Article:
The Civil Aviation Safety Authority will be savaged in tomorrow’s official report into the Lockhart River commuter aircraft crash of May 2004. The real story, however,  is how CASA will cope with the next 18 months.

If the authority couldn’t identify a scandalous absence of safety culture in a tiny aviation enterprise, Transair, before one of its Metroliners killed all 15 people on board by flying into a mountain while approaching an airstrip, how will it handle the following unprecedented demand for air safety administration and enforcement?

Between now and August next year, at least two new airlines will apply for Australian air operator certificates or AOCs. They are the unnamed Virgin Blue long-haul carrier, which starts flying to America by about August 2008, and Tiger Airways Australia, due to challenge the cosy Qantas/Virgin Blue carriers by December.

And five new types of airliners are due to enter service in the same period, culminating in an unprecedented triple dead heat next August by the 500-seat Airbus A380 for Qantas, the 300-seat Boeing Dreamliner 787 for Qantas subsidiary Jetstar, and the roomier 300-seater Boeing 777-300ER for Virgin Blue’s independently run trans-Pacific operation.

Charter operator SkyAirWorld is about to put Australia’s first 70-passenger Embraer E-170 jet into service, Virgin Blue starts a large scale introduction of the type this August, and AirNorth becomes the third operator of the type in less than a year around October.

Commuter carrier Macair introduces the latest version of the 50-seat European ATR42-500 turbo prop next month to Queensland, and another Queensland charter firm, Jetcraft, introduces three similar ATRs in October.

Any of these new types, let alone the giant A380, is a major test of the CASA capabilities so abundantly shredded in tomorrow’s Australian Transport Safety Bureau report into the Lockhart River disaster, Australia’s worst air crash in 40 years.

On top of that, Skywest in Perth will seek to vary its AOC to include Airbus A320s as well as its current fleet of Fokker F50s. However, a CASA spokesman says there is no connection between this amazing workload and its safety responsibilities in relation to Transair.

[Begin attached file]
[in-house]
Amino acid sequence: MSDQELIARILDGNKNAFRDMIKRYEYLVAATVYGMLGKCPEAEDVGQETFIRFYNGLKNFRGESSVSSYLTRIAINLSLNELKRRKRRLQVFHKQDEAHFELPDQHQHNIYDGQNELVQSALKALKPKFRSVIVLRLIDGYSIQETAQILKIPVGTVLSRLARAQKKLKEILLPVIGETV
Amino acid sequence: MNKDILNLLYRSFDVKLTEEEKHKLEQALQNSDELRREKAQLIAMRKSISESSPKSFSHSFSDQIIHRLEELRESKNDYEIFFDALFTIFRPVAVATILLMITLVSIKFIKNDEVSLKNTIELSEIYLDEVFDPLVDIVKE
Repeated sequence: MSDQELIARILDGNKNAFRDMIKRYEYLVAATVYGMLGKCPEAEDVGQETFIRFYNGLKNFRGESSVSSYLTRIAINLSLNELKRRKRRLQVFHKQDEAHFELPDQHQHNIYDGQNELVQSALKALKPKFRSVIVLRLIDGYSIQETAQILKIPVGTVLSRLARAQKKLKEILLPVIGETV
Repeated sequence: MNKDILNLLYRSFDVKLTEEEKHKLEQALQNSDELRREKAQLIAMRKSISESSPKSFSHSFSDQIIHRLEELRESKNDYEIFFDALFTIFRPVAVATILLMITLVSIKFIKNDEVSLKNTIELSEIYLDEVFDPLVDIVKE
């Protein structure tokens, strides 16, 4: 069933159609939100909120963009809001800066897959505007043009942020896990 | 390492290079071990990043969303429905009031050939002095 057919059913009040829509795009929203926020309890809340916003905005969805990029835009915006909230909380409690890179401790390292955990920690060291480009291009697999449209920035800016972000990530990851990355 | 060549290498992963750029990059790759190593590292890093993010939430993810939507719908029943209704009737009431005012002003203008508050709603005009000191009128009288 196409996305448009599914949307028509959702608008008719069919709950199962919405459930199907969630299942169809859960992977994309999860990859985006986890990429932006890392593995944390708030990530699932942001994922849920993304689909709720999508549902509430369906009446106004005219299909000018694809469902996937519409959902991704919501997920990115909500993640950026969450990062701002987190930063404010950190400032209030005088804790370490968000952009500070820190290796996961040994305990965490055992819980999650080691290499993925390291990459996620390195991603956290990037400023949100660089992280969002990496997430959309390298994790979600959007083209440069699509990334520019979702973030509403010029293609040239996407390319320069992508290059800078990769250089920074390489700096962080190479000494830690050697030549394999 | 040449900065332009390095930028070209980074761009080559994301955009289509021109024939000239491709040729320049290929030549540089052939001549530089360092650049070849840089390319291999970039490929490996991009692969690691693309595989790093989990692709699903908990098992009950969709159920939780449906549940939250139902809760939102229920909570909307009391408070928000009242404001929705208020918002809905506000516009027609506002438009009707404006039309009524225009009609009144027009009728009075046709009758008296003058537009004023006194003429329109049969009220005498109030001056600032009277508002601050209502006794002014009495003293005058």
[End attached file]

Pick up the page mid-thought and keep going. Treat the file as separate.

He says CASA has spent years carefully planning the deployment of resources to deal with the challenges of the A380 and 787 Dreamliners, and the more recent surge in fleet changes at Virgin Blue and among the smaller operators.

Tomorrow’s ATSB report does not explain conclusively why the Metroliner flew at high speed in rain clouds into a mountain under the control of pilots who clearly thought they were somewhere else as they executed a bad weather approach to Lockhart River.

The voice recorder was useless. However, the turbo prop airliner appears to have been free of any mechanical faults that might have readily explained the crash.

Just like the Garuda disaster, the focus is on pilot standards and training, for which the airline is responsible for maintaining and the safety regulator is responsible for enforcing.

Tomorrow’s ATSB report comprises around 300 pages of appendices and 200 pages of findings. About one-third of those are devoted to the failings of CASA in relation to inaction over Transair safety deficiencies in the years and months before the crash, while the public record and a grilling of CASA officials in a Senate committee room has already exposed its inability to promptly inform the public of concerns about the operator that arose after the crash.

There is a long history of conflict between CASA and the ATSB over safety enforcement, and this whole new chapter is about to land in public when CASA enters a period of unprecedented demands on its resources.